Musa & OderaAvailable at: file. Information extraction was then carried out through supervised classification anddirect recognition of features where seven classes were established. Using GPS co-ordinates,informed knowledge of the area and historical Google earth images, accuracy assessment wascarried out. The analysis for the land use land cover changes were carried out at this stage. DataMerging was then carried out using the ArcGIS 10 software which has the capability ofintegrating the other data with the extracted information. It was also used to prepare the variousmaps for the respective land use land cover changes for the years 1984, 1993, 2002 and 2013.3. Results and DiscussionsAfter carrying out the supervised classification, seven main land use classes were obtained.These are wet-land, water body, grassland, forest land, built area/urban, bare land/rock area andagricultural land. Figure 4 (a, b, c and d) shows land use land cover for the years 1984, 1993,2002 and 2013 respectively.(a)(b)Kabarak j. res. innov. 3 No. 1, 74-86 (2015)

Musa & OderaAvailable at: 4: Land use land cover of Kiambu County for the years 1984, 1993, 2002 and 2013Accuracy assessment was performed for the years 1984, 1993, 2002 and 2013 land use landcover change maps (Figures 4a, b, c and d) using GPS co-ordinates, Google maps at differenttimes of the year and knowledge of the local area. The results obtained were within 85%. Thisaccuracy is within stipulated accuracy standards by the USGS. Table 2 shows the area andpercentages of the seven land use land cover classes. A graphical representation of the areasoccupied by the seven land use and land cover classes in Kiambu County during the study periodis given in Figure 5. There is a near direct relationship between agricultural land and built area(Figure 5). This shows that agricultural land is being converted into residential and commercialuses. There is also a general decrease in grassland, forest land and wetland (with the exception of1984). It is worth noting that in general, only built area increased significantly from 1.9% in1984 to 33.5% of the total area of Kiambu County in 2013. In the same period the mostKabarak j. res. innov. 3 No. 1, 74-86 (2015)

Musa & OderaAvailable at: land cover/land use are agricultural land (from 39.7% in 1984 to 15.8% in 2013) andgrassland (from 19.7% in 1984 to 2.0% in 2013). Considering actual land area, agricultural landis the most reduced.Table 2: Area and percentage of land occupied by the seven land use land cover classes in Kiambu County for theyears 1984, 1993, 2002 and 2013ClassArea inHa (1984)Agriculture LandBuild Area/UrbanForest LandGrassland AreaWater BodyWetlandBare land /RockareaTotal 6.29 100.00Area inHa a 70Area 11254965.90 100.00 254965.88 100.00 254965.92 100.00Figure 5: Areas occupied by the seven land use and land cover classes in Kiambu County for theyears 1984, 1993, 2002 and 2013Kabarak j. res. innov. 3 No. 1, 74-86 (2015)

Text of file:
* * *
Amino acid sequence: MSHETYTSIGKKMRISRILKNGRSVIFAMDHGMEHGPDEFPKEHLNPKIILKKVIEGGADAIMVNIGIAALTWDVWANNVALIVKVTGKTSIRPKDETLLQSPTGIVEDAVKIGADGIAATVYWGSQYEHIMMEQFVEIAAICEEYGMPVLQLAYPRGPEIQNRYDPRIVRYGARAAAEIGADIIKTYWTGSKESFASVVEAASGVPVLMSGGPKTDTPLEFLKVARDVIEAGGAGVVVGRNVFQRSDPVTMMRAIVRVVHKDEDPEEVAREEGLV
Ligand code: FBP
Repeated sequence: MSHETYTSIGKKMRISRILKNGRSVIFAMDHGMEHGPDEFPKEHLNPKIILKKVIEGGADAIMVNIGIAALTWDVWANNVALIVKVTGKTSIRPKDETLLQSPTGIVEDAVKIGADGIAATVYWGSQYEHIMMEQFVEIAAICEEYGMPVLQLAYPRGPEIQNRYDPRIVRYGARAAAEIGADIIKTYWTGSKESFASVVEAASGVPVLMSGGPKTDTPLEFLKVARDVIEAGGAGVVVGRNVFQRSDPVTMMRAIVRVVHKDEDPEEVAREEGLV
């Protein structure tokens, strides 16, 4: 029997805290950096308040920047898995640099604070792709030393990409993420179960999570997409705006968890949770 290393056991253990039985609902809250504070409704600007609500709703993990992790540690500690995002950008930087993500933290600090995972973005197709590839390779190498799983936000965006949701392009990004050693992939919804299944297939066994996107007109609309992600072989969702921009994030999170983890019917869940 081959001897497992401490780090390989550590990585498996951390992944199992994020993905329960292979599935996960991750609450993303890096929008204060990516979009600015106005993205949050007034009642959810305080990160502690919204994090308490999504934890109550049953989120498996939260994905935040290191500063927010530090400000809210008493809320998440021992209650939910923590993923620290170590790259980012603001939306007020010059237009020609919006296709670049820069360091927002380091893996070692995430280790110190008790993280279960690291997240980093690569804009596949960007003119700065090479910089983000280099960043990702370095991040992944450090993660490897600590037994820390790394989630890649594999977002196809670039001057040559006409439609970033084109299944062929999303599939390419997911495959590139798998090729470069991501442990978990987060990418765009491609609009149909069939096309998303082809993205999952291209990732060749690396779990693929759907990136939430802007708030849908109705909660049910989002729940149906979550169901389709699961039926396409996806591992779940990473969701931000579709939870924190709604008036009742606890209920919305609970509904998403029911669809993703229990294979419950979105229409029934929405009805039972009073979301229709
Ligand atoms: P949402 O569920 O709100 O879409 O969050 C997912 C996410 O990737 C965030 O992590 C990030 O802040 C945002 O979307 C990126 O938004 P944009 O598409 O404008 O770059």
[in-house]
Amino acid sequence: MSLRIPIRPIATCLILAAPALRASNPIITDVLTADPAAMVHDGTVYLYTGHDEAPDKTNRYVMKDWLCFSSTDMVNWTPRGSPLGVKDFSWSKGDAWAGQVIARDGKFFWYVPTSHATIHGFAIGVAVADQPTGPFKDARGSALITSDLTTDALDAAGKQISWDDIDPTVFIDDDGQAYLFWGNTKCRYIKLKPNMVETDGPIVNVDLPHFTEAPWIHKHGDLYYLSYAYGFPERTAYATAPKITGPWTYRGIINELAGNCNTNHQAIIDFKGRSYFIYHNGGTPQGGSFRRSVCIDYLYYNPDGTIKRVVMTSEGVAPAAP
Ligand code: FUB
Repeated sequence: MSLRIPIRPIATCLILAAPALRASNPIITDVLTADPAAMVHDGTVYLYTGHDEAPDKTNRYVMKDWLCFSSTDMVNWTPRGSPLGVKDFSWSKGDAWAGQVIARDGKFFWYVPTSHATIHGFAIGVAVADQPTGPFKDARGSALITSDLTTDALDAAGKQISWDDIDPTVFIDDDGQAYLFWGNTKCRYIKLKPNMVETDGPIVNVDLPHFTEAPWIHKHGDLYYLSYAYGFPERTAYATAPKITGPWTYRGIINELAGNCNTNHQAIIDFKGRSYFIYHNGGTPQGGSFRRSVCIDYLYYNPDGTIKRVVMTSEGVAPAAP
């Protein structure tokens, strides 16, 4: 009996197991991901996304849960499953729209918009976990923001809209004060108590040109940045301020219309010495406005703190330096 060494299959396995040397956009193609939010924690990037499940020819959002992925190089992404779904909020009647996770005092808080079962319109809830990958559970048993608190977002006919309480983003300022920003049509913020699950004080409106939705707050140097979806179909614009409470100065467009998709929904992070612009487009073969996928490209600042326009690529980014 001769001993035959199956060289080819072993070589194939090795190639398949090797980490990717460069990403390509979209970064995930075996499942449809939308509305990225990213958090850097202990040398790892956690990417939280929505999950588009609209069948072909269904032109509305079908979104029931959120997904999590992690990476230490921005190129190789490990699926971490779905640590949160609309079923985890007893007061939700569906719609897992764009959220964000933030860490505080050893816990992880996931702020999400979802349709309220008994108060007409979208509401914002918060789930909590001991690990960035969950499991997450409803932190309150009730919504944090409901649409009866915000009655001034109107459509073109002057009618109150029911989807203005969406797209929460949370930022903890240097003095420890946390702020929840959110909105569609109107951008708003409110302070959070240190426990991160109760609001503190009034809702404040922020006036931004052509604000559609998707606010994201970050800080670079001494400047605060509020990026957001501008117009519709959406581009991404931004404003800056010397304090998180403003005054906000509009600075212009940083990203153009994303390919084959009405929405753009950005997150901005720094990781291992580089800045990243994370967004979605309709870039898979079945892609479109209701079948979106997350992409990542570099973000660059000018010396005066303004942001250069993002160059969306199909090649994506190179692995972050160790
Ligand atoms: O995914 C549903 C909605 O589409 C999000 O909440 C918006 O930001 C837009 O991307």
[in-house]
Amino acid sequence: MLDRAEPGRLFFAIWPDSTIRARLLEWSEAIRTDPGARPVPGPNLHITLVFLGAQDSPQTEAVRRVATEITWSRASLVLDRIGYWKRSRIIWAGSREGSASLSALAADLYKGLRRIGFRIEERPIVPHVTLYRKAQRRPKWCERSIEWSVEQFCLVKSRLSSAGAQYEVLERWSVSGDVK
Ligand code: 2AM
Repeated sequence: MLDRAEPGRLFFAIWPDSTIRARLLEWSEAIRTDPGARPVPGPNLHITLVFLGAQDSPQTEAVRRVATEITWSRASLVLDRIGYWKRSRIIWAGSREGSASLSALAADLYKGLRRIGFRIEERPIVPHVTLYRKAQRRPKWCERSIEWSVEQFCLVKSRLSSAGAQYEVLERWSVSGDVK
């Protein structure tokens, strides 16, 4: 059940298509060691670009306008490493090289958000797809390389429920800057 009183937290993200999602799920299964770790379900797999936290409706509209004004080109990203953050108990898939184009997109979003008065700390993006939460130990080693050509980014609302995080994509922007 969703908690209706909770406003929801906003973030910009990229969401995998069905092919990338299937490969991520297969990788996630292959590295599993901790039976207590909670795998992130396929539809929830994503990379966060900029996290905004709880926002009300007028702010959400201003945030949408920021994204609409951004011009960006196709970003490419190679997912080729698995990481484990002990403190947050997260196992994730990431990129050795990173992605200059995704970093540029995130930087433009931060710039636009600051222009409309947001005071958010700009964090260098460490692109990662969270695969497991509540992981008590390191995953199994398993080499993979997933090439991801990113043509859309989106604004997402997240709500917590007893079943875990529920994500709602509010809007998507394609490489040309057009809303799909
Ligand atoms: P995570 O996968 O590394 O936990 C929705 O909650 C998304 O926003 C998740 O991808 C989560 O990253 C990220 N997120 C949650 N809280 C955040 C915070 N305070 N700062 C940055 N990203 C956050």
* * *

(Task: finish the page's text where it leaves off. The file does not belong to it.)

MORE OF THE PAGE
Musa & OderaAvailable at: observe a general shift in land use/land cover from agriculture to residential and commercialbuildings. Whether this shift is economically justifiable is beyond the scope of this study.However, the need for more buildings over the years has been due to the increase in populationin Kiambu County. For approximate comparison we plot agricultural land and populating trendin Kiambu County in Figure 6. We note that the agricultual land and population data sets are notof the same epochs but they generally cover the same study period, hence it is possible to usethem for approximate comparison.Considering population data of Kiambu County in four epochs (1979, 1989, 1999 and 2009), anear direct relaionship can be established between population increase and decrease in theagricultural land over the same period of study (Figure 6). Agricultural land decreasedsignificantly from 1984 to 2013 (i.e. from 39.7% to 15.8% of the total area of study). At thesame time population increased significantly in the same period from 686,290 in 1979 to1,623,282 in 2009. The trend in agricultural land indicates that agricultural food production inKiambu Cunty will significatly diminish by the year 2030 if no remedial action is taken toimprove crop farming. One of the remedial actions that can be taken is space optization toaccommodate land use and land cover classes in an optimal manner. We recommend that acomparative analysis of returns from agricultural products and other alternative investments (e.g.residential/commercial buildings among others) be carried out to explain the observedfundamental shift from agriculture in Kiambu County.Figure 6: Agricutural land and population trend in Kiambu County from 1979 to 2013Kabarak j. res. innov. 3 No. 1, 74-86 (2015)

Musa & OderaAvailable at: ConclusionsThe object

Land use land cover (LULC) is a global change driver and has notable implications to many of the international policy issues (Vitousek and Field, 1999). Land Use is the human modification of natural environment or wilderness int